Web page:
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Matthijs Bogaards, "Dominant Party Systems and Electoral Volatility in Africa: A Comment on Mozaffar and Scarritt," Party Politics, 14 (January, 2008), 113-130.

First paragraph:
In a recent publication in this journal, Mozaffar and Scarritt (2005) identify and seek to explain two puzzling features of African party systems: low fragmentation and high volatility. In fact, the main puzzle lies in the unusual combination of the two. However, there are reasons for doubting these findings. First, the analysis is based on a database of electoral system features and election results that is only summarily described, but appears to include almost all sub-Saharan African countries with multiparty elections, irrespective of the nature of the regime, the quality of the elections and the number of consecutive elections. Whereas studies of electoral volatility in Eastern Europe and Latin America have either selected on regime type (Tavits, 2005) or controlled for regime type (Remmer, 1991), Mozaffar and Scarritt do neither. This leaves open the possibility that the concentration in African party systems at least in part is due to undemocratic elections and that aggregate electoral stability is different in democratic versus nondemocratic countries.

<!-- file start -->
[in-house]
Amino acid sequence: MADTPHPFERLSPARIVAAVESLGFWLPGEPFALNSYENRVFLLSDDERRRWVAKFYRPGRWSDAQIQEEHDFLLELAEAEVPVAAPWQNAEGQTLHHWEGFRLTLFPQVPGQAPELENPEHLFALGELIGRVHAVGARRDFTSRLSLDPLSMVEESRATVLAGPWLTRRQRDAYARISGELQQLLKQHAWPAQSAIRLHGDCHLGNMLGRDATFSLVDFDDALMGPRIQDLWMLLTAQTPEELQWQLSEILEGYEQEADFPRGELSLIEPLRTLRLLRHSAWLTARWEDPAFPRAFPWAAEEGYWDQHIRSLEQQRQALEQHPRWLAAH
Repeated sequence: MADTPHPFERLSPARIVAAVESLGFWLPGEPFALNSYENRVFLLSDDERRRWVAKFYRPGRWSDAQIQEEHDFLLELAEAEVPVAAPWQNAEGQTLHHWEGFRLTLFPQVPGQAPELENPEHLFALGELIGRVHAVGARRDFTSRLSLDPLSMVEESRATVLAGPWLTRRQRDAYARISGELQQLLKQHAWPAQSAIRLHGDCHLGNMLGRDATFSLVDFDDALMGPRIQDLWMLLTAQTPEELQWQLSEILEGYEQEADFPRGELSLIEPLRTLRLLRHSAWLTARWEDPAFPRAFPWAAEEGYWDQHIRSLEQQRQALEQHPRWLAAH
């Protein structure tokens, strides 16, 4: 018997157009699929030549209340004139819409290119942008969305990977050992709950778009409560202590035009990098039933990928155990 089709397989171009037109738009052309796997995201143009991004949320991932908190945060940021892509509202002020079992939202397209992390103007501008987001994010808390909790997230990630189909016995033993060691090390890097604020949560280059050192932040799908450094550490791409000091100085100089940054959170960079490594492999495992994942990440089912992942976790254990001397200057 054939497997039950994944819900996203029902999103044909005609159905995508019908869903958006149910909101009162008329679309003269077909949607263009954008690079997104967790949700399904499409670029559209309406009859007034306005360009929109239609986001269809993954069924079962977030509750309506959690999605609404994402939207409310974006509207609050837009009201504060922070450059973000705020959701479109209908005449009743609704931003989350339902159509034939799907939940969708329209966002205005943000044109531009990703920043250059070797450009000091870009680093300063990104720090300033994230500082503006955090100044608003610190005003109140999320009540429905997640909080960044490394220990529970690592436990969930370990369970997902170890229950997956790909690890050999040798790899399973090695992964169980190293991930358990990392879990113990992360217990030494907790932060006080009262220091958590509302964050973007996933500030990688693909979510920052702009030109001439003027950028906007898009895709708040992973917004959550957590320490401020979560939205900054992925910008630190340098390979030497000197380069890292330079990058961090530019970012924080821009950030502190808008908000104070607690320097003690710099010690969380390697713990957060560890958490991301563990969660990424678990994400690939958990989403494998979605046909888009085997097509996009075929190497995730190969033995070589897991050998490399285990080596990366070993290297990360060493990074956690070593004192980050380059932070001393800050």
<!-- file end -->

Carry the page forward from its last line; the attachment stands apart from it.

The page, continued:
Figures and Tables:
Table 1. Elections, parties and volatility in 20 African countries
Table 2. Party system type and average volatility in 20 African countries
Table 3. Effective number of parties and level of volatility in 20 African countries

Last paragraph:
In light of the emerging research on volatility in Africa, it is difficult to understand Manning's (2005: 724) claim that 'volatility and fragmentation, among the most common measures of party system development and stability, are clearly not adequate measures of anything in the African context'. This conclusion seems to be based on the notion that volatility and fragmentation are meaningful concepts only in the context of strong, socially rooted parties, with coherent organizations and programmatic identities. The same critique could be levelled against the analysis of parties and party systems in Africa in general, which would thereby invalidate most of our cumulated knowledge about and the analytical tools for the study of African politics. However, such a verdict cuts against the grain of recent work by Africanists who have concluded that 'much of what we know about how electoral and democratic politics works in the established democracies may also apply to new democracies in Africa' (Lindberg and Morrison, 2005: 20) and that, 'although there is a strong western European bias in established party research, it can be applied in a modified way to political parties in Africa as well' (Erdmann, 2004: 80-1).

Last update December 2007